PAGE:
Suitcase Nuclear Reactors for Space

I read about this last week when they announced it at a meeting of the American Chemical Society, but I wanted more details before posting about it here.  Since then I’ve found some terminology that I could search for to gather information for you and maybe answer some questions that myself and others have brought up concerning this technology on various comment threads.  The sources for what I found are detailed in the links provided in this article.

First, the basics…

NASA is working on a suitcase-sized fission nuclear reactor design which they call the “Fission Surface Power System” for use in powering space exploration and colonization projects on the Moon and Mars and other places.  These devices will use Uranium dioxide for fuel and will be cooled by radiators and a liquid metal called NaK (sodium-potassium alloy) instead of the water and huge cooling towers used by fission reactors here on Earth.  These self-contained power units would produce 40 kilowatts of energy for eight years.

One of the questions I’ve heard folks ask concerns the possibility of using something like this to power one’s home.  I wondered the same until I wikied that liquid metal stuff, NaK.  It turns out that NaK becomes an explosion hazard when exposed to air, so the likelihood of anyone actually selling a piece of equipment to the general public that contains NaK, to be used on Earth, seems unlikely to me.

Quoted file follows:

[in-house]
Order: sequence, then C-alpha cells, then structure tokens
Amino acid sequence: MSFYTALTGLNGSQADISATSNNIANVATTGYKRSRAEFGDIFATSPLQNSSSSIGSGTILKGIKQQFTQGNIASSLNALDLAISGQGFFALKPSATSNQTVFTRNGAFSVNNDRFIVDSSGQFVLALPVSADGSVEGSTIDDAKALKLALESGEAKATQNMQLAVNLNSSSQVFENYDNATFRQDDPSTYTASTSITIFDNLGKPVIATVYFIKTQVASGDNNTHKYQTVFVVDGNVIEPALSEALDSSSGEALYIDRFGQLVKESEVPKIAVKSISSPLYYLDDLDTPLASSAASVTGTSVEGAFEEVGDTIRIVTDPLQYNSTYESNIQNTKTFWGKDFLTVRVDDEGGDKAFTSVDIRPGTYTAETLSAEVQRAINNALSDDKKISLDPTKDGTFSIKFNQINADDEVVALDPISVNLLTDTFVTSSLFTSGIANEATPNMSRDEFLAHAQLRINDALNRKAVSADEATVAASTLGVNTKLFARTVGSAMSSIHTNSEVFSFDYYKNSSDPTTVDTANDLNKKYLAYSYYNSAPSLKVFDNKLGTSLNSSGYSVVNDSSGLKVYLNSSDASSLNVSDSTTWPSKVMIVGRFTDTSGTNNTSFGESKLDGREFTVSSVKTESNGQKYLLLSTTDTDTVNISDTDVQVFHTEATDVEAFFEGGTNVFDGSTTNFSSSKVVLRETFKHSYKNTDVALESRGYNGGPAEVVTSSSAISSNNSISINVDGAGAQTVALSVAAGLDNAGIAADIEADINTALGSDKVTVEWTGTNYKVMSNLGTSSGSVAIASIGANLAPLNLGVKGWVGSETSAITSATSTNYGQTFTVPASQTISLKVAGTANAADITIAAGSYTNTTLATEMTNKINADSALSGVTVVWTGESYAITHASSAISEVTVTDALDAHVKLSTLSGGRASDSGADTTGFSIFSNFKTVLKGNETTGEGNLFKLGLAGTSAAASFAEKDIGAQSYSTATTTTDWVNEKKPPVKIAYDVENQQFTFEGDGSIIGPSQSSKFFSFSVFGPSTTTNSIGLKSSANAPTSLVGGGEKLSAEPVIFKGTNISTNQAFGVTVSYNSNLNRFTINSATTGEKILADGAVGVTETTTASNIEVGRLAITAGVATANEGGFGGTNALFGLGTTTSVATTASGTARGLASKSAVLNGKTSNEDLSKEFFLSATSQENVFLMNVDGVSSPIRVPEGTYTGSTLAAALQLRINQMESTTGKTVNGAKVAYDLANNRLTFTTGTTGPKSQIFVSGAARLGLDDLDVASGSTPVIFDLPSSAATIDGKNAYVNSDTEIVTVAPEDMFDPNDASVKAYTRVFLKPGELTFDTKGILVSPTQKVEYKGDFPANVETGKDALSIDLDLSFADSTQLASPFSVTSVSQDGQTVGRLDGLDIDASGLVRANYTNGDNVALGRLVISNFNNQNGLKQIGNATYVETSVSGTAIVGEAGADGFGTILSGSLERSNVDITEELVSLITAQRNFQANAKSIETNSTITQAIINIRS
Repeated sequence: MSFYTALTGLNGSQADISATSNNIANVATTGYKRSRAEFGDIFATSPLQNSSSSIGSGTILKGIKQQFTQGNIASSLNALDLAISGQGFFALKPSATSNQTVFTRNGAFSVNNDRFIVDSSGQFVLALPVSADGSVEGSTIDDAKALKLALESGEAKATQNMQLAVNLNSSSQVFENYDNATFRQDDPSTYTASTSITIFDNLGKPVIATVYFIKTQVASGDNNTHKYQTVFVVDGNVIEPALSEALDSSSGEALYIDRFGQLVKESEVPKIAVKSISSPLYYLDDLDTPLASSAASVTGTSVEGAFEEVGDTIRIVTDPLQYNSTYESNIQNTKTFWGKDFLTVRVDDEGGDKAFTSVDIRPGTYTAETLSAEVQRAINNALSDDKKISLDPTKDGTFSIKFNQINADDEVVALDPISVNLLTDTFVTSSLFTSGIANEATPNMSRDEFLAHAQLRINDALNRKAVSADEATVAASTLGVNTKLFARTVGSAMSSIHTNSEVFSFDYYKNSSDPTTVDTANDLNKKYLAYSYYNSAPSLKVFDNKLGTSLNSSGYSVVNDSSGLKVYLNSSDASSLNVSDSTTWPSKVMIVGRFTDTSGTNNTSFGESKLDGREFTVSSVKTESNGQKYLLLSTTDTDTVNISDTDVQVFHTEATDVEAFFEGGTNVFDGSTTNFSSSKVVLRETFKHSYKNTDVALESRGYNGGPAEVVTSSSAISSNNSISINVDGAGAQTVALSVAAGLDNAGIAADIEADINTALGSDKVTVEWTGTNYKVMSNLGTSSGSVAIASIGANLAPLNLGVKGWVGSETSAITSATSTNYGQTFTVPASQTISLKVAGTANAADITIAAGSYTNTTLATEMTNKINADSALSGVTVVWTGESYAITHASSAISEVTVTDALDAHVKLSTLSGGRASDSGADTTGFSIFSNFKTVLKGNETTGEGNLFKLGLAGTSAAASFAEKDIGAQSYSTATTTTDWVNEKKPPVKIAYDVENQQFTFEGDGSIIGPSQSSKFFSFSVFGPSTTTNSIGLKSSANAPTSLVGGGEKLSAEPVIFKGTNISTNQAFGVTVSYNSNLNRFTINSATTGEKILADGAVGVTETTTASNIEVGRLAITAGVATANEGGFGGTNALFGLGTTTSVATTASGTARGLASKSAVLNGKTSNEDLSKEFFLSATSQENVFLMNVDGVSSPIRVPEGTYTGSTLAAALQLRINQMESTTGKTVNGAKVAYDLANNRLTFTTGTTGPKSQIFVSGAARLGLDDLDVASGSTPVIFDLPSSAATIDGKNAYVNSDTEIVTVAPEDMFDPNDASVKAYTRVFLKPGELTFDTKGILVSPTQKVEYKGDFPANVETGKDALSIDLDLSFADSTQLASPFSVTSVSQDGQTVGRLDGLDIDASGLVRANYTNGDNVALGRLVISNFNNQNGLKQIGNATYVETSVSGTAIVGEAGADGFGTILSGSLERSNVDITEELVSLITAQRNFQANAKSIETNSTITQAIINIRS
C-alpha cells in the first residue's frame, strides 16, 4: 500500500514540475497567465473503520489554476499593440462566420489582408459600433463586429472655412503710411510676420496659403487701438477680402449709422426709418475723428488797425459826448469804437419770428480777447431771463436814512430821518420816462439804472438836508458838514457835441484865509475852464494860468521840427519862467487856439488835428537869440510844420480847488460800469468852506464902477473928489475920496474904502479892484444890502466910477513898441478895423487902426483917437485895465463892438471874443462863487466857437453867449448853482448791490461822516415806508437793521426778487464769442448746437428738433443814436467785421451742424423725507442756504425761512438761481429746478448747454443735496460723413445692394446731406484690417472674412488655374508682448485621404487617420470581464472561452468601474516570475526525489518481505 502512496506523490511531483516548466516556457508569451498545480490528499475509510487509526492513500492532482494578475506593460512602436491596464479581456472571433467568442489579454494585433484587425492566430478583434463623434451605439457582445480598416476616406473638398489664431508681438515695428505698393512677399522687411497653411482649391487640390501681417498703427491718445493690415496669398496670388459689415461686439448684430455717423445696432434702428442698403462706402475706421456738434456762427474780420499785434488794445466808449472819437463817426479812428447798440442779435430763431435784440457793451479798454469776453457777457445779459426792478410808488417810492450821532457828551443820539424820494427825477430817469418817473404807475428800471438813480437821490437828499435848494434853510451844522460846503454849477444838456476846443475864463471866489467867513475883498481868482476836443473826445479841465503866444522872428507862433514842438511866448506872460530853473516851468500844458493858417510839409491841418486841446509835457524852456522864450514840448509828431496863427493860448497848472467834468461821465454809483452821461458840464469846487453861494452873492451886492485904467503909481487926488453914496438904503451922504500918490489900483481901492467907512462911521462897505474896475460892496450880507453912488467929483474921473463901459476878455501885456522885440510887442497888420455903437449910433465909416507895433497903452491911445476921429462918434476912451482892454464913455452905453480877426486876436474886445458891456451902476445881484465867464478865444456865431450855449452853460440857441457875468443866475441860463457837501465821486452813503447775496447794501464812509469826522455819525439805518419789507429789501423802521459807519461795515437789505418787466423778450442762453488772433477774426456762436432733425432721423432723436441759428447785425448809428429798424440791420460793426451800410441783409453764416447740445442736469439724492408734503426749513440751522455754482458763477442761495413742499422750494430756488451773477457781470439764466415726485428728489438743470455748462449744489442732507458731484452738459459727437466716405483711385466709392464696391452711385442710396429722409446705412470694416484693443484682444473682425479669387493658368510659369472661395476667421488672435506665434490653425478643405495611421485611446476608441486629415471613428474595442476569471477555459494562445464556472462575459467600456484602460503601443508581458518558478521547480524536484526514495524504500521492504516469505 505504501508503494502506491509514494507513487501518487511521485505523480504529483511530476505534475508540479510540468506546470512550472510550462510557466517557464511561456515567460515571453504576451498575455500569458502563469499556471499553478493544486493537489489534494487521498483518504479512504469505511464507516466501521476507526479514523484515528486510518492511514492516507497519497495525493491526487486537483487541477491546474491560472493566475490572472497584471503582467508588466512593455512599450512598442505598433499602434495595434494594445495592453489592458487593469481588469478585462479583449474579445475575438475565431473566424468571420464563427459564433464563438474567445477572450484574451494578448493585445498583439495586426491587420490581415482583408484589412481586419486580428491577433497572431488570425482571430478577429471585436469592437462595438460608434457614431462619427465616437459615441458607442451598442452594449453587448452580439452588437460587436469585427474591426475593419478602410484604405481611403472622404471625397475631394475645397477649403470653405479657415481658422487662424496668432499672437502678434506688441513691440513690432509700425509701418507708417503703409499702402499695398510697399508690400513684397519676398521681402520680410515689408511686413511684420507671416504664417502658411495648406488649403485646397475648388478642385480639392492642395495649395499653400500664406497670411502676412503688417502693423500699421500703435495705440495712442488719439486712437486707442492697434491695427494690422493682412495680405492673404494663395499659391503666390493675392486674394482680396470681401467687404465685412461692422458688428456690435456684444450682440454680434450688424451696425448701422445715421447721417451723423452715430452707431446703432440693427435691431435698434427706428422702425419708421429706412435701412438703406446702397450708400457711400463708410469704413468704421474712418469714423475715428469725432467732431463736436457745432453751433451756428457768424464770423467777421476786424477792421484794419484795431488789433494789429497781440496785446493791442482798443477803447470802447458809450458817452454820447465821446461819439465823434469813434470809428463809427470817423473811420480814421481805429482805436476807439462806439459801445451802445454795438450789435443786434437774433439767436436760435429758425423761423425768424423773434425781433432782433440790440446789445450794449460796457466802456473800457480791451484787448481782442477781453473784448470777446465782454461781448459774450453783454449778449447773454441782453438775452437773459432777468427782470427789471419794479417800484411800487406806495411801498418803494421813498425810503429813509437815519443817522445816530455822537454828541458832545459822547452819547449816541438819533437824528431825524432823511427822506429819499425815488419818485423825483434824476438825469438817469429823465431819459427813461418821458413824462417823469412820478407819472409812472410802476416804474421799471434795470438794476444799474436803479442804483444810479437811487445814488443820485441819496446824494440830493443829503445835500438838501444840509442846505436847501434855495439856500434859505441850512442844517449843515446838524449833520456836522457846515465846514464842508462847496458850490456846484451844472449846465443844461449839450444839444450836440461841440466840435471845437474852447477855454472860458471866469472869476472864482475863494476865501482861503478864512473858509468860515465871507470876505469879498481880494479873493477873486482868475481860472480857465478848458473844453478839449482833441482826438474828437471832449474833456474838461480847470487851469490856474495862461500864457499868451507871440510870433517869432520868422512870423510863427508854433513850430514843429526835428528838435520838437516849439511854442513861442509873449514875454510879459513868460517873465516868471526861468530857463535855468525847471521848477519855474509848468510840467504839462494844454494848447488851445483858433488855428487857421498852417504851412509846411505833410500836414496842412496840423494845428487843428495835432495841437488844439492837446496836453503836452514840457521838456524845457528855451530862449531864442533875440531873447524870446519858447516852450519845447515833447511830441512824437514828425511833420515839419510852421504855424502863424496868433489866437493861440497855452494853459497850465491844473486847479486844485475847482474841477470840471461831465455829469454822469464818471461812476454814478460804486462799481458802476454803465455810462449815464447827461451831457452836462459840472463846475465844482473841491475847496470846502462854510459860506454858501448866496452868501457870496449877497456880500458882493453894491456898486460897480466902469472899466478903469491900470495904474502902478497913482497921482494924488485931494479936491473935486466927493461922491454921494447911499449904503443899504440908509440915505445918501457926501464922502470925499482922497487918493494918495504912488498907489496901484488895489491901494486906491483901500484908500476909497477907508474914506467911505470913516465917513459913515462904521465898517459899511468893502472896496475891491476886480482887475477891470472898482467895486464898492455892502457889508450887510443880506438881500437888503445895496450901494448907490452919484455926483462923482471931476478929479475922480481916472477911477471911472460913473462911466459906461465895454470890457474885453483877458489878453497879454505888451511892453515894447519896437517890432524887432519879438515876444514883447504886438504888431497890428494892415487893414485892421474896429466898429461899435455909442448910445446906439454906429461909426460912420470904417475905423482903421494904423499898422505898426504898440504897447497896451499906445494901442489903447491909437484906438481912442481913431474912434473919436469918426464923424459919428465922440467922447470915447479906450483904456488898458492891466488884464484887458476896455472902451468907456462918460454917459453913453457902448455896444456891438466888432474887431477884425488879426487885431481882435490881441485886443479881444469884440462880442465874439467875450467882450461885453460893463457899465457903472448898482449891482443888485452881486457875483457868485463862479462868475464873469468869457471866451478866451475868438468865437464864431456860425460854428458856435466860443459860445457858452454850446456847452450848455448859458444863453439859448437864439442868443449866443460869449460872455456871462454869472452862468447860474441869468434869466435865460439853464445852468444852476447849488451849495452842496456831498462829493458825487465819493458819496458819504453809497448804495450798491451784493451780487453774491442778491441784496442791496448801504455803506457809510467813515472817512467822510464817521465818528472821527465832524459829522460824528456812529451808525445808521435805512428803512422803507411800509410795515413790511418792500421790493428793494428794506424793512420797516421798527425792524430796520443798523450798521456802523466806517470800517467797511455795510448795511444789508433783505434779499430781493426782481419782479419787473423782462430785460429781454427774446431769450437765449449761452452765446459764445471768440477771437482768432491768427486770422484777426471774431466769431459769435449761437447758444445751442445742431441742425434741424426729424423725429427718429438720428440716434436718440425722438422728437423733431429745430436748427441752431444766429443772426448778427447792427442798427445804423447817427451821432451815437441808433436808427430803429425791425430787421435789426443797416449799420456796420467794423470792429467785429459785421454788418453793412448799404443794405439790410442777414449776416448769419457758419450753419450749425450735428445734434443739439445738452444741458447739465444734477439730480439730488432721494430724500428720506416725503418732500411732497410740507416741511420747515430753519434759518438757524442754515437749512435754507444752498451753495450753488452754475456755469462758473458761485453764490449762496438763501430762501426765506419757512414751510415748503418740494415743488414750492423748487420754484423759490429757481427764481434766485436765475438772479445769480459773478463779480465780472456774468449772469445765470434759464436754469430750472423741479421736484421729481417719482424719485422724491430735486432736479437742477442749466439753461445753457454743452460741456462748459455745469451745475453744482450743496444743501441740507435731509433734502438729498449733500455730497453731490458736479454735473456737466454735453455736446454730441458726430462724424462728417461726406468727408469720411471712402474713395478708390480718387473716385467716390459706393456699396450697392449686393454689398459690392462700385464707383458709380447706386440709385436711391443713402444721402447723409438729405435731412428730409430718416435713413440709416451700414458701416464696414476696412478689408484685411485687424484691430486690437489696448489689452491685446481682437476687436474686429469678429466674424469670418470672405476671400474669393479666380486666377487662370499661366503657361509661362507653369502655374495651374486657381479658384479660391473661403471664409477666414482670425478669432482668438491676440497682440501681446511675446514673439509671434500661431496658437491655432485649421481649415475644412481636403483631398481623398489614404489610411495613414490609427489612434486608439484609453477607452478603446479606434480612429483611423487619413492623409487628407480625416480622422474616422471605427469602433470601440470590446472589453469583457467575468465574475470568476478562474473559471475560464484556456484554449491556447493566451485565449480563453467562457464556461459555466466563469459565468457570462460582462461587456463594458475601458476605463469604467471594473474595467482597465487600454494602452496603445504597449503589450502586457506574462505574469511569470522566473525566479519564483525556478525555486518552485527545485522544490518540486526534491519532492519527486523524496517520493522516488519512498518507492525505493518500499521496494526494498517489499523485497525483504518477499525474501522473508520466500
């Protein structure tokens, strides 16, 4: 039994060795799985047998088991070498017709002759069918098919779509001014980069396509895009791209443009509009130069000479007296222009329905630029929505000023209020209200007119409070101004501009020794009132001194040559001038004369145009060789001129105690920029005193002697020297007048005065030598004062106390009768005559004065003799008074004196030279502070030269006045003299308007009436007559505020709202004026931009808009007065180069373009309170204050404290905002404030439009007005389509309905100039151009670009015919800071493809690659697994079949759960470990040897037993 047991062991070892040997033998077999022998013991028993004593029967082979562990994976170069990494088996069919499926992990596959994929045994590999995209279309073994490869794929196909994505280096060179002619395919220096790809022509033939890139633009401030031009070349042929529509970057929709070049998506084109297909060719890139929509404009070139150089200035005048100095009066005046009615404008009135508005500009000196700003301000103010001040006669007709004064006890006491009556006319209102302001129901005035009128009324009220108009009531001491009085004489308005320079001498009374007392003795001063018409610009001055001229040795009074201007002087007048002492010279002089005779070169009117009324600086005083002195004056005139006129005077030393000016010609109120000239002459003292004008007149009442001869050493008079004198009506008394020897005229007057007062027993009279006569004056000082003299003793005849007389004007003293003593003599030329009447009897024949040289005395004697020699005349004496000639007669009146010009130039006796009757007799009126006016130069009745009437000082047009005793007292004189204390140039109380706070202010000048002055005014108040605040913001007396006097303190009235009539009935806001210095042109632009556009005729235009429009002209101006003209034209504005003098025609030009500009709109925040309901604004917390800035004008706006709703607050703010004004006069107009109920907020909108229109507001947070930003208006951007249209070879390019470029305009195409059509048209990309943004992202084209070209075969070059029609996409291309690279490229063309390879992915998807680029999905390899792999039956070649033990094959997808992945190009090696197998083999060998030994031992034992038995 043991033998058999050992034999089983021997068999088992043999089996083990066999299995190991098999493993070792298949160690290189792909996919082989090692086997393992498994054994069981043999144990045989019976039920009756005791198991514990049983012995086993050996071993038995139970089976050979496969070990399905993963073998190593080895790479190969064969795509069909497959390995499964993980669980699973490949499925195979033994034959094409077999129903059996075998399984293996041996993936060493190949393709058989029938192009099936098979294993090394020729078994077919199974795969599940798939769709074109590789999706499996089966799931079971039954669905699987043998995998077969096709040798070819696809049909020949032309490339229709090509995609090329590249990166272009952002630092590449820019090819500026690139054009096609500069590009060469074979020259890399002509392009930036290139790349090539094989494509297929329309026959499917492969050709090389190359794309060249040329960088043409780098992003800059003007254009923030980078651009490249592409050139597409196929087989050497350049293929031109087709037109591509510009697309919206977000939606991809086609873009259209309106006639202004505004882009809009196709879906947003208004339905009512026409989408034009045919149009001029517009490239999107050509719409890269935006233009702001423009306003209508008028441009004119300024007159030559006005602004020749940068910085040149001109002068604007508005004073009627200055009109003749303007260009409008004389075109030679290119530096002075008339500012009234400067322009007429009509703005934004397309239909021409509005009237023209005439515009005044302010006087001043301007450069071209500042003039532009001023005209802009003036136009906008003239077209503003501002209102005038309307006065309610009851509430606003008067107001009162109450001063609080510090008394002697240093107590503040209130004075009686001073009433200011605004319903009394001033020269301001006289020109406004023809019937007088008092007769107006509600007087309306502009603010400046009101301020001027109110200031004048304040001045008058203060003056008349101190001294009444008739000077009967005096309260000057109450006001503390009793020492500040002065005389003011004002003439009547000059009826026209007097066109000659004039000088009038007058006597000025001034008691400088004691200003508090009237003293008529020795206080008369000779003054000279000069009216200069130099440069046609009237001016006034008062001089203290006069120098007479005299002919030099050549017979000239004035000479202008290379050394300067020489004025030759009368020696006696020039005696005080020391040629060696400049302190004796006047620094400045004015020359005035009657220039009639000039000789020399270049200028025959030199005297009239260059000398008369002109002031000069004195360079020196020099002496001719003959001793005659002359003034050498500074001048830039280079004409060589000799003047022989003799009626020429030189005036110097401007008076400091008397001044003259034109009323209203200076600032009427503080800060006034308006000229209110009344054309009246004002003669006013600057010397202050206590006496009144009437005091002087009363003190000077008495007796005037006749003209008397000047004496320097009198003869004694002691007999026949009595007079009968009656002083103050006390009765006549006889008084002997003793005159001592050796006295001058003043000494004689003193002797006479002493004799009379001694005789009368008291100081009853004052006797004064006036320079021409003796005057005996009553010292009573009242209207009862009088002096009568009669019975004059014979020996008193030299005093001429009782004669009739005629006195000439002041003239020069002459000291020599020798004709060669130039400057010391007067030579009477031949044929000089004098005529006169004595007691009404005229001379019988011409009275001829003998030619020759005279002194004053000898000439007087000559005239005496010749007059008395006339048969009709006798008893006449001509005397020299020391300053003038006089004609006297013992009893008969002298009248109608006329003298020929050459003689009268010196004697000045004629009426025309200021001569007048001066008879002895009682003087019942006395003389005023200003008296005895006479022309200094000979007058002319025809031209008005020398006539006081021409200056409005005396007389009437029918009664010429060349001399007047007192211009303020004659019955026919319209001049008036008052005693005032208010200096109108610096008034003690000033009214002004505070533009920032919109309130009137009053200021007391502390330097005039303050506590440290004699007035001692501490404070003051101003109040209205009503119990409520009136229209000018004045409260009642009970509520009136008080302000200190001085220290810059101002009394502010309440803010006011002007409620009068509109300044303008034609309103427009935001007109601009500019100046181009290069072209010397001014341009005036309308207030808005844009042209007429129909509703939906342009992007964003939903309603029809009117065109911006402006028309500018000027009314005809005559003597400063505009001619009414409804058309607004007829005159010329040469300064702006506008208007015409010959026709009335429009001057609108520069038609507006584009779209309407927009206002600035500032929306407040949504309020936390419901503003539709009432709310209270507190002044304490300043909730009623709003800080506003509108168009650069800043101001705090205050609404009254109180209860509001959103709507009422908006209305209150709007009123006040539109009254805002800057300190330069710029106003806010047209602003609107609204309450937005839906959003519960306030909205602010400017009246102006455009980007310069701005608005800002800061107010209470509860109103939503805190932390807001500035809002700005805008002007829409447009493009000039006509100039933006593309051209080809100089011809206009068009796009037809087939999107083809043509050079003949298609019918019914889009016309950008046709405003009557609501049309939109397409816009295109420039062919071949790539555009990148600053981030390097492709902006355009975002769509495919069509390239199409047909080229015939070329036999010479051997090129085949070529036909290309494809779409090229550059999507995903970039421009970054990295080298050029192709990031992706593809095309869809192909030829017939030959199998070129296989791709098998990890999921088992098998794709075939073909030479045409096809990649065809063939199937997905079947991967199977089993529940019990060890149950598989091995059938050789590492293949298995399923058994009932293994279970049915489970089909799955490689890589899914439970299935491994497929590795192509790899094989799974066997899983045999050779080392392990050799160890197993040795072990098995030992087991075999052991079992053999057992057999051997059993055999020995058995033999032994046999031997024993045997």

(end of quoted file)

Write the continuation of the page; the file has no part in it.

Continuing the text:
Another question I hear a lot is how the radiation is shielded.  I finally found a diagram of what these power units will look like when installed and it shows that the portion of the design that contains the actual reactor will be underground.

Someone else in a comment was interested in whether or not this technology can be used to power a spacecraft.  While researching NaK I discovered that the Russians were flying NaK cooled, U235 nuclear reactors on their Radar Ocean Reconnaissance SATellite ( RORSAT ) from 1967 to 1988.  I don’t know if the design is similar to the power units being proposed, but I don’t like what I read about the RORSAT satellite.  Several failed missions and RORSAT retirements resulted in either radioactive debris surviving reentry through the atmosphere, or droplets of NaK-78, contaminated with radioactive Argon-39, orbiting the planet where they remain a hazard to spacecraft to this day.  At the end of their missions, all of the successful RORSATs ejected their reactor cores into a high “disposal” orbit which will still decay after several hundred years and accidental RORSAT reactor reentries have historically caused radiation contamination on the ground or in the ocean. 

I don’t know much about such things, so people smarter than me who read this might be able to shed more light on them.  I’m sure that the problems with the RORSAT were due in part to a lack of safety and environmental emphasis on the part of the former Soviet Union.  But we live in different times now and I hope that any issues like this will be fully addressed and the questions answered officially by the folks who will build these “new” power units and by NASA who will fly them.  So far, all they seem to want to say publicly is that these reactors “are safe”.

~ by Bill Housley on September 10, 2011.

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